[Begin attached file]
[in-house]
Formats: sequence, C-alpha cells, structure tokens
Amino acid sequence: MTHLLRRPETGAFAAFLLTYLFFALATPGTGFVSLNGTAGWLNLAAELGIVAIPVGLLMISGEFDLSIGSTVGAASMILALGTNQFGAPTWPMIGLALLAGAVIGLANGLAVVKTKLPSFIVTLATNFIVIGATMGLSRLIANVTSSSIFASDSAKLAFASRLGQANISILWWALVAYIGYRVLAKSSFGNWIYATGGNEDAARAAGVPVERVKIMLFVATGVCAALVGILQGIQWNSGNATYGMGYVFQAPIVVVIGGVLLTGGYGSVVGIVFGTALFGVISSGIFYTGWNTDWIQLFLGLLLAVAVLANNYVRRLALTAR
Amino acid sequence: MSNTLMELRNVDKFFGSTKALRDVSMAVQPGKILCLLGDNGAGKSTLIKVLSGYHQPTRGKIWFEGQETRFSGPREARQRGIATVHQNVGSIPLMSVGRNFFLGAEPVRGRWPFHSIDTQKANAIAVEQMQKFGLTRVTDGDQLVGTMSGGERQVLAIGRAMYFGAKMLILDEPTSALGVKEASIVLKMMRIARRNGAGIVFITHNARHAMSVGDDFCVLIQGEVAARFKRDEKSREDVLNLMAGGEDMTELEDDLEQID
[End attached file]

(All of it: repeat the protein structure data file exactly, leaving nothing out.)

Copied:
[in-house]
Formats: sequence, C-alpha cells, structure tokens
Amino acid sequence: MTHLLRRPETGAFAAFLLTYLFFALATPGTGFVSLNGTAGWLNLAAELGIVAIPVGLLMISGEFDLSIGSTVGAASMILALGTNQFGAPTWPMIGLALLAGAVIGLANGLAVVKTKLPSFIVTLATNFIVIGATMGLSRLIANVTSSSIFASDSAKLAFASRLGQANISILWWALVAYIGYRVLAKSSFGNWIYATGGNEDAARAAGVPVERVKIMLFVATGVCAALVGILQGIQWNSGNATYGMGYVFQAPIVVVIGGVLLTGGYGSVVGIVFGTALFGVISSGIFYTGWNTDWIQLFLGLLLAVAVLANNYVRRLALTAR
Amino acid sequence: MSNTLMELRNVDKFFGSTKALRDVSMAVQPGKILCLLGDNGAGKSTLIKVLSGYHQPTRGKIWFEGQETRFSGPREARQRGIATVHQNVGSIPLMSVGRNFFLGAEPVRGRWPFHSIDTQKANAIAVEQMQKFGLTRVTDGDQLVGTMSGGERQVLAIGRAMYFGAKMLILDEPTSALGVKEASIVLKMMRIARRNGAGIVFITHNARHAMSVGDDFCVLIQGEVAARFKRDEKSREDVLNLMAGGEDMTELEDDLEQID